Policies

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Y-VISP Policies 

Note: A fundamental aim of Y-VISP is to have participants become fully integrated members of the Yale College community. As visitors, however, Y-VISP students are subject to the governance of the Y-VISP  Committee, whose regulations are closely modeled on the Yale College’s Academic Regulations and Undergraduate Regulations.

Academic requirements

Y-VISP students are required to meet all of the academic obligations of any course in which they enroll.

Registration and enrollment

At the beginning of each term, Y-VISPs must have their course schedule approved and signed by their academic adviser and residential college dean. Y-VISP students may pursue any course available to Yale College students, though enrollment in any course is at the discretion of the instructor and department. Y-VISPs are permitted to take up to two graduate level credits per term, but must first receive permission from the course instructor, the academic adviser, and the residential college dean. Y-VISPs cannot take courses at the Law School (on rare occasion, certain courses may be permissible) or Medical School. If a course is offered at both the graduate and undergraduate level, students MUST register for the undergraduate level of the course. Y-VISP students can check this page to see if the graduate course they'd like to take was approved for credit in the past.

Course load

Y-VISP students are expected to successfully complete four course credits per term (receiving a B- or higher). They may request to enroll in no more than five credits per term. Y-VISPs who fail to successfully complete more than three course credits in a term will have their participation in the program reviewed by the Y-VISP steering committee, who may choose to remove them from the program.

Credit/D/Fail option

Y-VISP students may request to enroll in one course each term under the Credit/D/Fail option, but must first receive approval from their home institution and Y-VISP program staff. This option is not available to Yale-NUS students unless Credit/D/Fail is the only available grade mode for a course.

Academic Standing

Y-VISP students are expected to maintain a minimum grade of “B-“ in each of their courses; students who fail to do so will have their participation in the program reviewed by the Y-VISP steering committee.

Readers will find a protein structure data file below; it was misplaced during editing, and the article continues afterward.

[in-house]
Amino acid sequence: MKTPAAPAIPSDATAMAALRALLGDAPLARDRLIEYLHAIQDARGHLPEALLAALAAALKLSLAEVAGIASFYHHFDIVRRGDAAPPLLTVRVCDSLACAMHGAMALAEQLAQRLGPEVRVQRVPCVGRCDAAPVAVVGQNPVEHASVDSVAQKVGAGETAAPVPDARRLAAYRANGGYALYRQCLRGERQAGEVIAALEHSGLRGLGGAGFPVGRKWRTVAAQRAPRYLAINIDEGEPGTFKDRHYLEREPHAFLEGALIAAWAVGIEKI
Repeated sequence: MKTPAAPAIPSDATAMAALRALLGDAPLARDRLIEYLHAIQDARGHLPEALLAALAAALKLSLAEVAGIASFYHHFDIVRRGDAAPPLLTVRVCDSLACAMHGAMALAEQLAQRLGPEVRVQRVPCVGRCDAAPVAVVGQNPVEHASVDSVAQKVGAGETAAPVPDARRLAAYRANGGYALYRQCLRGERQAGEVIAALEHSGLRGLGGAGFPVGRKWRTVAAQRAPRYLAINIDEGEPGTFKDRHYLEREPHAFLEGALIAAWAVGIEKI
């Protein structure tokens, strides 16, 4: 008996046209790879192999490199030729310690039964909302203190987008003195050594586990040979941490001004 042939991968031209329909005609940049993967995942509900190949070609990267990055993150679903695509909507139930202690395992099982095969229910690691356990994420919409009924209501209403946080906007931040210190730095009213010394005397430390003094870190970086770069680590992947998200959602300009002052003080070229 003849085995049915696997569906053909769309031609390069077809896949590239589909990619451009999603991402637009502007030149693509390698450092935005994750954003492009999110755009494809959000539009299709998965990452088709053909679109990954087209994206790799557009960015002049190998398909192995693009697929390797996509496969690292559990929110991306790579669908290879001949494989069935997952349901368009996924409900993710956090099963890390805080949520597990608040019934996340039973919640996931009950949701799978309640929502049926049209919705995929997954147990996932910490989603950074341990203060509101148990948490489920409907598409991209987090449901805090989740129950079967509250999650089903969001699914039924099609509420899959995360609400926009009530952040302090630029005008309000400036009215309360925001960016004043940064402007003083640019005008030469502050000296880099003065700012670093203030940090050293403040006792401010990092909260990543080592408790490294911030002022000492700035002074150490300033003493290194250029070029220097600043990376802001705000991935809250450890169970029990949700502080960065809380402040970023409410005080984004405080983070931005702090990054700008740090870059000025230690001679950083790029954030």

Removal from the program

A student may be removed from the program if any one of the following occurs:

  • The student’s record shows a grade of “F” in any one course.
  • The student successfully completes three or fewer course credits in a term.
  • Yale Health determines that the student should be withdrawn for medical reasons.
  • The student jeopardizes or violates the memorandum of understanding between Yale and the sending institution.
  • The Y-VISP Steering Committee determines in consultation with the sending institution that the student should be withdrawn.

Transfer to Yale College

Y-VISP students are not permitted to apply as transfer students to Yale College. 

Funding, charges, fines and fees

Yale University financial aid, Yale fellowship funds, and Yale Safety Net funds are not available to Y-VISP students. Y-VISP students are eligible to accept on campus employment as permitted by U.S. immigration regulations.

Y-VISP students are responsible for managing their financial obligations to Yale and paying any fees they accrue at Yale by the deadlines given. Failure to do so may result in the Y-VISP steering committee terminating their participation in the program.

Academic Integrity

Freedom of Expression

Among Yale College’s most cherished principles is its commitment to free expression. Freedom of expression is especially important in an academic community, where the search for truth holds a primary value.

Yale’s commitment to freedom of expression means that when a student agrees to matriculate, they join a community where “the provocative, the disturbing, and the unorthodox” must be tolerated. A student may encounter people who think differently than they do, and the student will be expected to honor their free expression, even when what is said seems wrong or offensive to the student.

Academic Honesty

Like freedom of speech, academic honesty holds a special place in a community devoted to the creation, preservation, and dissemination of knowledge. For this reason, it is important for a student to learn how to acknowledge the contributions of others in their own work and to properly document their reliance on others thinking.

The Wood​ward Report

In 1975, a committee chaired by the late C. Vann Woodward, one of Yale’s most distinguished professors, issued the Report of the Committee on Freedom of Expression at Yale, informally called the Woodward Report. This document emphasizes that the history of intellectual growth and discovery demonstrates the need to be able to “think the unthinkable, discuss the unmentionable, and challenge the unchallengeable.”